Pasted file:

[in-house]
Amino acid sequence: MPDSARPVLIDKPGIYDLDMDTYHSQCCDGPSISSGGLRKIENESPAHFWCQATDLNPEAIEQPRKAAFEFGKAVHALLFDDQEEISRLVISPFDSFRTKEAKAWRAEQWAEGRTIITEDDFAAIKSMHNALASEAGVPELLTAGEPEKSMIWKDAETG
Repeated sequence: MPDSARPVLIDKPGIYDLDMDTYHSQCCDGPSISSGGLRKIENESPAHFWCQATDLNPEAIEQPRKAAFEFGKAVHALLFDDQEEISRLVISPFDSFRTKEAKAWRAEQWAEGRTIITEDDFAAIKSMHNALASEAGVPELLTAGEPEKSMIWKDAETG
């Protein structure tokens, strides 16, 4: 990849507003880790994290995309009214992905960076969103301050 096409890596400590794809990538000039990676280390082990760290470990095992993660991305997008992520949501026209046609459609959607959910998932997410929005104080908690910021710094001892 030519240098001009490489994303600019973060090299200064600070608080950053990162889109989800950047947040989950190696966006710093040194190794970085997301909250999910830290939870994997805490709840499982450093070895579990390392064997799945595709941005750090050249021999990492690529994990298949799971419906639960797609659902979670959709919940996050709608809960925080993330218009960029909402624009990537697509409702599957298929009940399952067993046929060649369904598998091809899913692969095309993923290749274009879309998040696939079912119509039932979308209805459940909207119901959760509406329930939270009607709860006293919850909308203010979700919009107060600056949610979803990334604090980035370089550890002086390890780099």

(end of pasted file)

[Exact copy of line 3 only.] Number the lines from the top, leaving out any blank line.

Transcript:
Repeated sequence: MPDSARPVLIDKPGIYDLDMDTYHSQCCDGPSISSGGLRKIENESPAHFWCQATDLNPEAIEQPRKAAFEFGKAVHALLFDDQEEISRLVISPFDSFRTKEAKAWRAEQWAEGRTIITEDDFAAIKSMHNALASEAGVPELLTAGEPEKSMIWKDAETG